He ended up spending time in a military hospital instead, sharing a bay with a handful of squaddies and, as a Potential Officer, very much the outsider.

The shadow of the Northern Ireland conflict looms large – Lewis Reeves’ Ian, drooling and barely able to talk, is confined to a wheelchair after sustaining a head wound; Laurence Fox’s apparently on the mend Joe (referred to as the “Battersea Boner”) is a victim of the IRA bombing in Hyde Park whose anger suddenly explodes.

But there’s also Cian Barry’s frustrated Irish Keith, fobbed off with a psychosomatic diagnosis of the unexplained paralysis creeping up his leg, Matthew Lewis’s Mick suffering the indignity of a late circumcision and Arthur Darvill’s career soldier Parry, petrified of what – if anything – the future holds for him if he’s deemed physically unfit to return to the army.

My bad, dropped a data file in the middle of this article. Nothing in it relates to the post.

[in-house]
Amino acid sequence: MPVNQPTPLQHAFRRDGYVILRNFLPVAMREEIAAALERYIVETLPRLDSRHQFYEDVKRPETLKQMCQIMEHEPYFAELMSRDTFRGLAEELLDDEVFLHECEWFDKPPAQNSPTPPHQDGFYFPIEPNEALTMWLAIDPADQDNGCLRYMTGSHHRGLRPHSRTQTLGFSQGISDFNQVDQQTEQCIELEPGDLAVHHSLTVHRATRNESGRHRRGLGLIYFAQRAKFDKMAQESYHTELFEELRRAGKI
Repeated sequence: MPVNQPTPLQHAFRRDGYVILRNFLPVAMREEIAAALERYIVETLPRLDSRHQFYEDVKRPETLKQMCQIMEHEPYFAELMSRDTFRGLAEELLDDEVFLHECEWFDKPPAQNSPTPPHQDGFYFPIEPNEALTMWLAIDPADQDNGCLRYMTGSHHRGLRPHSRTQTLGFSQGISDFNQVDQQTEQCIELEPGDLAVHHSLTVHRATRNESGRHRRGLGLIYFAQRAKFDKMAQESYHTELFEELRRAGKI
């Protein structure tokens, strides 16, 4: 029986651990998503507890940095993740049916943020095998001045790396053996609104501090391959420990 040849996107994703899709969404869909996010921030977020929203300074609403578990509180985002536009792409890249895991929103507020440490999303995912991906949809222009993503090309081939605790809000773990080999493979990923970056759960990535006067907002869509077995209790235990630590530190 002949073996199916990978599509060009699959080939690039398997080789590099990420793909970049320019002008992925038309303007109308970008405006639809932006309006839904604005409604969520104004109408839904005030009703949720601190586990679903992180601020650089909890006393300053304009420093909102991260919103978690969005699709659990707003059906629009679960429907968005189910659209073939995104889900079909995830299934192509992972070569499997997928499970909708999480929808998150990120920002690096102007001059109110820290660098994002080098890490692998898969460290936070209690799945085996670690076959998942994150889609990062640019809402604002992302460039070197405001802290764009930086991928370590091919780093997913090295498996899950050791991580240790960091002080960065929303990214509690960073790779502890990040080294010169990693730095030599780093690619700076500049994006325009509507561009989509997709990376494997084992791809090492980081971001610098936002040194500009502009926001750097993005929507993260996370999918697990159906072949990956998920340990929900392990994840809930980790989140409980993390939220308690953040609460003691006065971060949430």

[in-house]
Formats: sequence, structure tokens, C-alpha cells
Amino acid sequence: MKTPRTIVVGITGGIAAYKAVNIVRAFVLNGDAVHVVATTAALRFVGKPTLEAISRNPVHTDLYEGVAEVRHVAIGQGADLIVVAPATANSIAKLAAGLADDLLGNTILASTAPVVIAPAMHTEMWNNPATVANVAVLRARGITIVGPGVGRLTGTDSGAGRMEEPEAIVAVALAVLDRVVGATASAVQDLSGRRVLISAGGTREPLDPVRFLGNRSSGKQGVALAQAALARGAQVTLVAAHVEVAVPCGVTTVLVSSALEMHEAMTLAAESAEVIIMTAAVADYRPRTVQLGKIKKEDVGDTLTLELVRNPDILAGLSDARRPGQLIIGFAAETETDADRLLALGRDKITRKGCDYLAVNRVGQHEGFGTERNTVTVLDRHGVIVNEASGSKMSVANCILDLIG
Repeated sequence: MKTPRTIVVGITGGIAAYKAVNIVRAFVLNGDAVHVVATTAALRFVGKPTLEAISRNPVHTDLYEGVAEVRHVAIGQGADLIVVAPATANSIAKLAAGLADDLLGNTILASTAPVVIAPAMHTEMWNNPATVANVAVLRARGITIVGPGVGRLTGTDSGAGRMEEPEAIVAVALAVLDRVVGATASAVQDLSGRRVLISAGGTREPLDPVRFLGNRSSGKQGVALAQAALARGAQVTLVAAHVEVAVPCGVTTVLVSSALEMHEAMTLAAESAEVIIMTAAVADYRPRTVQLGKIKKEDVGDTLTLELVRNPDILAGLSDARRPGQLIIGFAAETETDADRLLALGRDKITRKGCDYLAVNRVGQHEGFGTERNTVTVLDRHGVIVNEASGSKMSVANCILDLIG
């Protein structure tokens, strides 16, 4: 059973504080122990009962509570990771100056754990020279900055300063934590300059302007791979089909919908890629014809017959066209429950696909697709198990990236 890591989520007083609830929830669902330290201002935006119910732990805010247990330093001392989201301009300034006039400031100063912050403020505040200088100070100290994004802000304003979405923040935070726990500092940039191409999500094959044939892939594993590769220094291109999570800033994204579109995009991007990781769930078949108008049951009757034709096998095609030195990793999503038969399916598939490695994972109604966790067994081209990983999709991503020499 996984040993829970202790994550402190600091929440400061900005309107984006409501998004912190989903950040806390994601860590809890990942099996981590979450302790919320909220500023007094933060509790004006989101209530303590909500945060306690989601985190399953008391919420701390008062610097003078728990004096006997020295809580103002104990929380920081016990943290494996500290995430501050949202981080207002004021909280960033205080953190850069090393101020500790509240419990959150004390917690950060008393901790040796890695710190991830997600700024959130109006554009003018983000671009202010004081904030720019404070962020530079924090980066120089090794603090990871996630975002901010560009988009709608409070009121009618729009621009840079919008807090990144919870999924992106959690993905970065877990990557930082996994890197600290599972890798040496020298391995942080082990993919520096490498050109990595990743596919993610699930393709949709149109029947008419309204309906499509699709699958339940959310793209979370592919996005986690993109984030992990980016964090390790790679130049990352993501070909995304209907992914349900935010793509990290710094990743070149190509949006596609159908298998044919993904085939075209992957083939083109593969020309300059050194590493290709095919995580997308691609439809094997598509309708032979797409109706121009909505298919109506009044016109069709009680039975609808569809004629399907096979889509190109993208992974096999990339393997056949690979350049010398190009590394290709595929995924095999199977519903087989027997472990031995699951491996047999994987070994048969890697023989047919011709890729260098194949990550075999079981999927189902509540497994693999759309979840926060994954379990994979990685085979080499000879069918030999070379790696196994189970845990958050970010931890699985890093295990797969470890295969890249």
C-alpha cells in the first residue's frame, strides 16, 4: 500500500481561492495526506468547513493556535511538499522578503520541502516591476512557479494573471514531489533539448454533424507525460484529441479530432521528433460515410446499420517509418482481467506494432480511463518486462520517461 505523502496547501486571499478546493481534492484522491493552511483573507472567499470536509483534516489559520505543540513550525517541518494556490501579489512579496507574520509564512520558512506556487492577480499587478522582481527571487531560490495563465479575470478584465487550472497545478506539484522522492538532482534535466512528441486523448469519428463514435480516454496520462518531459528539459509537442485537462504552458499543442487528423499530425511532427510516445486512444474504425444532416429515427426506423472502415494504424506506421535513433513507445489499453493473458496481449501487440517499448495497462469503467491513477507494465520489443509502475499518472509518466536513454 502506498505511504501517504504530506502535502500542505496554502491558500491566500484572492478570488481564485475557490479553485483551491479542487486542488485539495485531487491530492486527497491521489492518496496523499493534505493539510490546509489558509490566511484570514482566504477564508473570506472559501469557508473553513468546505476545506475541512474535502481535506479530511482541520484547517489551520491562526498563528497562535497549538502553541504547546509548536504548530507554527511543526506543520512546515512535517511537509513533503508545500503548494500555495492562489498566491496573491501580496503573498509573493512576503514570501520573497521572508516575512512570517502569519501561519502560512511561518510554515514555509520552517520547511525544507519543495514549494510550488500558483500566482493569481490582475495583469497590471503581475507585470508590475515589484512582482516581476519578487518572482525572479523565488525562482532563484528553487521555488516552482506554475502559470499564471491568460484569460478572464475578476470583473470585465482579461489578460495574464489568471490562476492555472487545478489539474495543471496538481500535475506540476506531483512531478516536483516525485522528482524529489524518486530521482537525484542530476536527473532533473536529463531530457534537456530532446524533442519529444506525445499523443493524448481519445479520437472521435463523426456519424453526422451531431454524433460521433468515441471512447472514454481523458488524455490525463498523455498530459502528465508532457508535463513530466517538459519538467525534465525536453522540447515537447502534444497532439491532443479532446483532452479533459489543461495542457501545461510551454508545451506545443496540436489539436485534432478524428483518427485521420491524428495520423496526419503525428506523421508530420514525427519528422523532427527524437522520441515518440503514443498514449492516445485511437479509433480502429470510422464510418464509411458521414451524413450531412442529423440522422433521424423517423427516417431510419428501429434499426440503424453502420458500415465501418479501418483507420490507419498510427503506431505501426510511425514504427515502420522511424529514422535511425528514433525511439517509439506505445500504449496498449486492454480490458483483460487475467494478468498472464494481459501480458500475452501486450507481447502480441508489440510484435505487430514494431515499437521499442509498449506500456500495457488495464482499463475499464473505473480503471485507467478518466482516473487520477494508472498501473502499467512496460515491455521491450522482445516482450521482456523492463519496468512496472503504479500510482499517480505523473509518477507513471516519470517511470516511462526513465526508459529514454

Lewis has done an excellent job of capturing the camaraderie, the banter, the bravado and the vulnerability – as well as the intermittent rage- of these young men who have served their country.

There are a couple of very funny set pieces – including a game of Russian roulette, Deer Hunter style, involving well-shaken cans of beer illicitly smuggled onto the ward.

And although stronger on character and dialogue than on plot, David Grindley’s richly-deserved revival (with Jolyon Coy as Potential Office Menzies trying but failing to be accepted) proves well worth catching.

Duchess, Catherine Street, WC2B 5LA
Tube | Covent Garden/ Charing Cross
Until 15th December